If you are the coaddict, you will find it hard to accept that you don’t have control over the addict or the unmanageability of the addict’s life. In fact, as you try to gain control, you lose the manageability of your own life. Please ask yourself if someone in control would need to spy on someone? Did you ever think you would steal a person’s car keys? Or, demand to know where a person is? Or, to use sex as a manipulative way to get what you want? Have you compromised your own values regarding sex? If you answered yes to any of these questions, you are not in control of yourself or the addict and may benefit from support at Sex Therapy in Philadelphia / the Center for Growth, Inc.
Loss of control is frightening, and you might believe that doing those things gives you a small amount of control over the situation. However, by occupying your mind and time with the addict’s life, you are able to avoid being alone with your own thoughts and feelings. What I mean is, you don’t have to feel the pain that comes from grief and loss; self hatred because you did things you feel are wrong in order to protect your loved one, yourself and your family; anger at yourself because you retaliated against your loved one and did things you feel are wrong and never thought you would do; anger at the sex addict; and fear for the future.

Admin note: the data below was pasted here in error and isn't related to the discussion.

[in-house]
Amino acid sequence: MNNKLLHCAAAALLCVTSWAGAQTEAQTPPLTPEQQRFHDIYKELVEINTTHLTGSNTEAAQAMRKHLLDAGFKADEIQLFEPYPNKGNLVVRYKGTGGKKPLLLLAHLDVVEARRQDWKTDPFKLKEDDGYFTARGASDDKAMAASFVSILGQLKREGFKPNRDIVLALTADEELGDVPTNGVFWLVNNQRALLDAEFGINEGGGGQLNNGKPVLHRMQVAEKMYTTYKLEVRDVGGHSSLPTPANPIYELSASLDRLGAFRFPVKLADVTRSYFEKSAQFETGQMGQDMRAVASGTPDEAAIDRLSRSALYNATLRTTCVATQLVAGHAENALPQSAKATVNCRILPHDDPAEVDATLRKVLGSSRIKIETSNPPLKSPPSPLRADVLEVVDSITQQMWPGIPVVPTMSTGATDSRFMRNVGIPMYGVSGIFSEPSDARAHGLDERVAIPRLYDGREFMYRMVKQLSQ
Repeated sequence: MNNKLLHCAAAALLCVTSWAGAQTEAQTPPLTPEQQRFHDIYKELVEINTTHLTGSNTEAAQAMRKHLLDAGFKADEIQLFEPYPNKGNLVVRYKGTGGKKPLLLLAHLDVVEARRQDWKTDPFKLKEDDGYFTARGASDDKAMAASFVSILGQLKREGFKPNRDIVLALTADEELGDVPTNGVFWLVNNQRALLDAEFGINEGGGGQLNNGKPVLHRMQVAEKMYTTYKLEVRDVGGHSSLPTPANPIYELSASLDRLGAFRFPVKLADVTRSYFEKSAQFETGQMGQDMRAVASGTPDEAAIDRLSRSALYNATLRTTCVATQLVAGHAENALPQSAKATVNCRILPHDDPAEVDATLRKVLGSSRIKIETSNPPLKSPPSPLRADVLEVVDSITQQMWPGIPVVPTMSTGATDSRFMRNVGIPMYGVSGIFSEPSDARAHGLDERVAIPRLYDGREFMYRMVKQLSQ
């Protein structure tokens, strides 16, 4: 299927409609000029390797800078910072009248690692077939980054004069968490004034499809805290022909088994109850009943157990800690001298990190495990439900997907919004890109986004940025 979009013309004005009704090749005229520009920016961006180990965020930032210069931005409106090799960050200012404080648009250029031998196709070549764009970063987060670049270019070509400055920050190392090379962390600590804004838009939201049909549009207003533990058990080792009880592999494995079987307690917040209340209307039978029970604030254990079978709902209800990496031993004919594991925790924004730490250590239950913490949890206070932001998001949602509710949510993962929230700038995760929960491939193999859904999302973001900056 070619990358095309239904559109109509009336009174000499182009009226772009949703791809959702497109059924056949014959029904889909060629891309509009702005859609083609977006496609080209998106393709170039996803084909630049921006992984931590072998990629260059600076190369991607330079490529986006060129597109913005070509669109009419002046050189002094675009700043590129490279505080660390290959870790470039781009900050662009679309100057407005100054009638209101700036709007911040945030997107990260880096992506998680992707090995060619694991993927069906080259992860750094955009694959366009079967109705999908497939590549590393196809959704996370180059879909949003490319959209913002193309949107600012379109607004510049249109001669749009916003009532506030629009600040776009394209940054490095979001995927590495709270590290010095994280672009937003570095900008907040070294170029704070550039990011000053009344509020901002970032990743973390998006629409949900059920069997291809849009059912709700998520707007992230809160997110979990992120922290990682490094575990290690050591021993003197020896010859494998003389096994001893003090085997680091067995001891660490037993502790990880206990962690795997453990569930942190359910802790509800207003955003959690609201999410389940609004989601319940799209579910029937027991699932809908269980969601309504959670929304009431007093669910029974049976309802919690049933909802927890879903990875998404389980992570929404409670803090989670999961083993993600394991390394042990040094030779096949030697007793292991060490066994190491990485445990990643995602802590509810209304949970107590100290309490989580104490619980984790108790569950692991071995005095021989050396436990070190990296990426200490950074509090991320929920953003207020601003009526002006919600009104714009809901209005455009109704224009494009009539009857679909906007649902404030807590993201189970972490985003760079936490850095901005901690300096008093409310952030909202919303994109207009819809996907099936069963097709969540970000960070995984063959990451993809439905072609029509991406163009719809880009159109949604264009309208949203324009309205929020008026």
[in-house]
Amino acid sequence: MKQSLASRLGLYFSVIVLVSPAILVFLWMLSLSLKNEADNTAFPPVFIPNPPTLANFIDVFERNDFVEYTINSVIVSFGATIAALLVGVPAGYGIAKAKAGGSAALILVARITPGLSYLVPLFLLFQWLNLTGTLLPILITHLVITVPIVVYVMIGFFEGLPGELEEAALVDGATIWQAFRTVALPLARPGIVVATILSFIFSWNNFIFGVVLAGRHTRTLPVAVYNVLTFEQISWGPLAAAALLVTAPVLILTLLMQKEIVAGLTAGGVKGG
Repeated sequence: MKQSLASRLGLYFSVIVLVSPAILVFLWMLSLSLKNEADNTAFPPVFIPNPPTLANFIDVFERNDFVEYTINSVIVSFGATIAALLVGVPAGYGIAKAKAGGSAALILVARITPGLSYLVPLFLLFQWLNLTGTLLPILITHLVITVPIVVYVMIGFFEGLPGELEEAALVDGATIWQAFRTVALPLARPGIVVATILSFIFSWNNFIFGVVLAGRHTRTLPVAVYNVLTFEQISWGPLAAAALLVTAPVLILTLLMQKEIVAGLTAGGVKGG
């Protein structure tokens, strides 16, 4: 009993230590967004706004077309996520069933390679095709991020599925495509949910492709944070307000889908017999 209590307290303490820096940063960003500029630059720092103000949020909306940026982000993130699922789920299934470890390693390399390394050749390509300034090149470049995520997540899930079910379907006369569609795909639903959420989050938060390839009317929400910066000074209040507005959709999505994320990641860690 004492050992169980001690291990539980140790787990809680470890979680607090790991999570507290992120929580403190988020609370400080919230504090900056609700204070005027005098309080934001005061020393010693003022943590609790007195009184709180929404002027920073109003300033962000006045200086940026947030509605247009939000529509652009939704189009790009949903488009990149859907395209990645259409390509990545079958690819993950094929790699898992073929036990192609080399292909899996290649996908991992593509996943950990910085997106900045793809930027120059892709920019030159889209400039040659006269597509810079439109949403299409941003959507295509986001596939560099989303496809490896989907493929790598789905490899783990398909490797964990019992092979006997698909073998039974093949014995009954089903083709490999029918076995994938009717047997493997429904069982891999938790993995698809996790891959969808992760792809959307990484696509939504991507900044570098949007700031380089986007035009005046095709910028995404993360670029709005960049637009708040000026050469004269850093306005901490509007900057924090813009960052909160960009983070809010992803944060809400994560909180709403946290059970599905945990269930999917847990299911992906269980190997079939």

Another way the coaddict loses his or her identity is by compromising values. Someone compromises values when he or she does something that goes against his or her beliefs of right or wrong. The coaddict may do this to protect the addict or other people, or to get even with the addict for betraying him or her (as in a marriage where the husband or wife has had an affair). Coaddicts may lie, retaliate, or cover up their loved one’s actions to protect him or her from scrutiny or punishment. After they do many things that they never thought they would do, they begin to forget who they are. After all, we are live day to day with set ideas of right and wrong. While these ideas can be challenged or unclear, the basic beliefs remain. Coaddicts betray those beliefs, and end up feeling like a different person.